We now know that the demolition contractor was Griffin-Campbell Construction, and that the architect Platos Marinakos Jr., who filed the demolition permits, was only hired to expedite the process, according to L&I. We also know, thanks to the Inquirer, that “Griffin-Campbell Construction” might simply be some guy living in North Philly–a guy put on probation for insurance fraud and theft by deception two years after he was charged with aggravated assault, simple assault and making terroristic threats. Suffice to say, he probably didn’t run the most professional concern.
The Inquirer quotes a variety of people who noticed the job was all wrong:
At the collapse site, a neighboring architect said it appeared that demolition crews had left a wall unsupported next to the Salvation Army thrift shop.
“I actually saw it and said it doesn’t look safe,” said architect Joseph Sulvetta, whose office is nearby. “A two-story wall looming over a one-story building doesn’t look safe.”
Dan Gillis, 31, a construction worker from Cinnaminson, was on a piece of equipment working on windows on the second story of a building directly across the street where the structure was being demolished.
He said he had seen them ripping apart the building all week. Gillis said he did not see any bracing on the wall of the building that was being taken down.
“It was free standing,” he said. “It was waving back and forth. And boom! It went over on the people in the store.”
Steve Cramer and his crew of union carpenters were installing windows in an apartment above Trader Joe’s, right across the street from the collapsed building.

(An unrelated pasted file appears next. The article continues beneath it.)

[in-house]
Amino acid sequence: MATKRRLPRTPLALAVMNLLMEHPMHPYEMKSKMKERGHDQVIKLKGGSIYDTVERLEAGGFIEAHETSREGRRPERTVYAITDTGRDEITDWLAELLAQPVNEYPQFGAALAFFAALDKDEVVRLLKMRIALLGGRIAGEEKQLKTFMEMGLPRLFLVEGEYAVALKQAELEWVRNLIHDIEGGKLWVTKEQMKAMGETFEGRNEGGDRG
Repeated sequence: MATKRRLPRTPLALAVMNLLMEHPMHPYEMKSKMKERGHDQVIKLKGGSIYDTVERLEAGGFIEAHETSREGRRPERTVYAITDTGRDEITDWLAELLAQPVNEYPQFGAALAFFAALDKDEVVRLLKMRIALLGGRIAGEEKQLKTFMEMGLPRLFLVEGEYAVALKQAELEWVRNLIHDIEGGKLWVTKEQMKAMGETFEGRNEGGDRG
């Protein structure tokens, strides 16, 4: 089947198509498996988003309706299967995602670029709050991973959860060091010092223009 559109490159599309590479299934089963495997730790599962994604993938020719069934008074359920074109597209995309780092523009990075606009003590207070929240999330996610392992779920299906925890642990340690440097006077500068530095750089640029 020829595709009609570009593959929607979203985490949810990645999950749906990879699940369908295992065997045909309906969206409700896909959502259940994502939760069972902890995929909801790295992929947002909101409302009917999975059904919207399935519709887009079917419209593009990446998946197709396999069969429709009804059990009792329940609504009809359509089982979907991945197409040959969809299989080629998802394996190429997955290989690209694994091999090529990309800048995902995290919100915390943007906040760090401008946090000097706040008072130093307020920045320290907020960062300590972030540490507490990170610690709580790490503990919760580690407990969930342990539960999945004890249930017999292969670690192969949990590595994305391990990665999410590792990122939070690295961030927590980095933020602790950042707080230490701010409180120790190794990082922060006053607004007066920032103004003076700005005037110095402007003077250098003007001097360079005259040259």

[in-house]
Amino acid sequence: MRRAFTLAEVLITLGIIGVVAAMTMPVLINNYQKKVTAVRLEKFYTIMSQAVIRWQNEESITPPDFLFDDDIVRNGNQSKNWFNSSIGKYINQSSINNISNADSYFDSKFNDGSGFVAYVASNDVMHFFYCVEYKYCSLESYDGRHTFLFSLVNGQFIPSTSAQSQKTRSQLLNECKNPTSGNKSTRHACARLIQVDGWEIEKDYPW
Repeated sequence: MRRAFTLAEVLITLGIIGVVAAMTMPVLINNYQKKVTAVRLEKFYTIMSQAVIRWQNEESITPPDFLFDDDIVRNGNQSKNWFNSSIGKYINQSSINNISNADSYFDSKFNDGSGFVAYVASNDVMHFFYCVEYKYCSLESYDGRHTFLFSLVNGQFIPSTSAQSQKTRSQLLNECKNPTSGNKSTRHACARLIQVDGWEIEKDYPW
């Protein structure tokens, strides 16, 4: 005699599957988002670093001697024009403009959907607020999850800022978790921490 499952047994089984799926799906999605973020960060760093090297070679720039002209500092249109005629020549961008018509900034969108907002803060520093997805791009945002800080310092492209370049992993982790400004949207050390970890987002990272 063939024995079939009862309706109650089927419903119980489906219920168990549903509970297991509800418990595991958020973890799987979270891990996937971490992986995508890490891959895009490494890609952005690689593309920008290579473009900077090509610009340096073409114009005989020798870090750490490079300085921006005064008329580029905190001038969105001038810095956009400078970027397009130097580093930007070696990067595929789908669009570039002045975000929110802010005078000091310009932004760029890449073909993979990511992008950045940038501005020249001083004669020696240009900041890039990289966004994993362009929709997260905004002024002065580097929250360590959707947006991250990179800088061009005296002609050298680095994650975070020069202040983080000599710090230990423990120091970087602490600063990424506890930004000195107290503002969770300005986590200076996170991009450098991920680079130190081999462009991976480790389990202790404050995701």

They said they thought trouble was inevitable when they saw the demolition crew using a machine to take the building down. That didn’t make sense for a building of that size: “It’s a total disregard for safety,” Cramer said.
“You’ve got to take it down small piece by by small piece,” said Cramer, of Carpenter’s Union Local 122. “Start at the top. Take the roof off,” he said.
“The wall that collapsed should have been braced,” said Cramer, who saw four people taken out of the Salvation Army store on stretchers.
Joe Hauser, a carpenter with Local 845 working with Cramer, was on a lift outside putting a window in, thinking that at lunch he’d go over and warn people to get out of the Salvation Army store.
The wall didn’t hold long enough for him to do that.
“I feel horrible about it,” said Hauser, of Collingdale. “What could I do other than watch?”
Brian Mullins, a construction worker who was working across the street, said he was suspicious of the way the demolition was being done.
“They weren’t doing it safe. They should have had cross support. The building was structurally unsound,” Mullins said.
Scott Shuster, who owns the building at 2200 Market, works in construction and saw the frantic rescue effort.
He said the building had been partially demolished earlier this week, and when he walked by something “didn’t look right.”
He called it “a man-made disaster.”
“I drove by it and looked at it. It didn’t look right,” he said. “You should leave support up for neighboring buildings. I didn’t see any.”
What a depressing litany.